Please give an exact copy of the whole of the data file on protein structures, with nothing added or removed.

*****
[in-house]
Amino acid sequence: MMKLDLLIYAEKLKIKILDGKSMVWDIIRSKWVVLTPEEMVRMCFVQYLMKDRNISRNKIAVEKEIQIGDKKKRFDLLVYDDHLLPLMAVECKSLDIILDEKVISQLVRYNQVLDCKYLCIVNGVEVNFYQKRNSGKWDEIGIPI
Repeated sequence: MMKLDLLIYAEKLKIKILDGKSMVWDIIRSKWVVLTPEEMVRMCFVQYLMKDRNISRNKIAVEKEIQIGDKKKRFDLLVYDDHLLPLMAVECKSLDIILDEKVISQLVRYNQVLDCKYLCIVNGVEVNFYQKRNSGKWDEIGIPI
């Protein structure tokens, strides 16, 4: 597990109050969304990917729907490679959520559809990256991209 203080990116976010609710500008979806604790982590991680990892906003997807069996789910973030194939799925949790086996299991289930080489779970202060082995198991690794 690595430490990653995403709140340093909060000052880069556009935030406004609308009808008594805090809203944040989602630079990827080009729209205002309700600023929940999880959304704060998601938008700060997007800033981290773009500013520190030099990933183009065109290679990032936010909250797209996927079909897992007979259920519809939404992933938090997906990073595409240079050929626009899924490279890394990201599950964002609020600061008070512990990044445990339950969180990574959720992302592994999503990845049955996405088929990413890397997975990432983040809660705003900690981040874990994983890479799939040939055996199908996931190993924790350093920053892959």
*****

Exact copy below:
[in-house]
Amino acid sequence: MMKLDLLIYAEKLKIKILDGKSMVWDIIRSKWVVLTPEEMVRMCFVQYLMKDRNISRNKIAVEKEIQIGDKKKRFDLLVYDDHLLPLMAVECKSLDIILDEKVISQLVRYNQVLDCKYLCIVNGVEVNFYQKRNSGKWDEIGIPI
Repeated sequence: MMKLDLLIYAEKLKIKILDGKSMVWDIIRSKWVVLTPEEMVRMCFVQYLMKDRNISRNKIAVEKEIQIGDKKKRFDLLVYDDHLLPLMAVECKSLDIILDEKVISQLVRYNQVLDCKYLCIVNGVEVNFYQKRNSGKWDEIGIPI
């Protein structure tokens, strides 16, 4: 597990109050969304990917729907490679959520559809990256991209 203080990116976010609710500008979806604790982590991680990892906003997807069996789910973030194939799925949790086996299991289930080489779970202060082995198991690794 690595430490990653995403709140340093909060000052880069556009935030406004609308009808008594805090809203944040989602630079990827080009729209205002309700600023929940999880959304704060998601938008700060997007800033981290773009500013520190030099990933183009065109290679990032936010909250797209996927079909897992007979259920519809939404992933938090997906990073595409240079050929626009899924490279890394990201599950964002609020600061008070512990990044445990339950969180990574959720992302592994999503990845049955996405088929990413890397997975990432983040809660705003900690981040874990994983890479799939040939055996199908996931190993924790350093920053892959």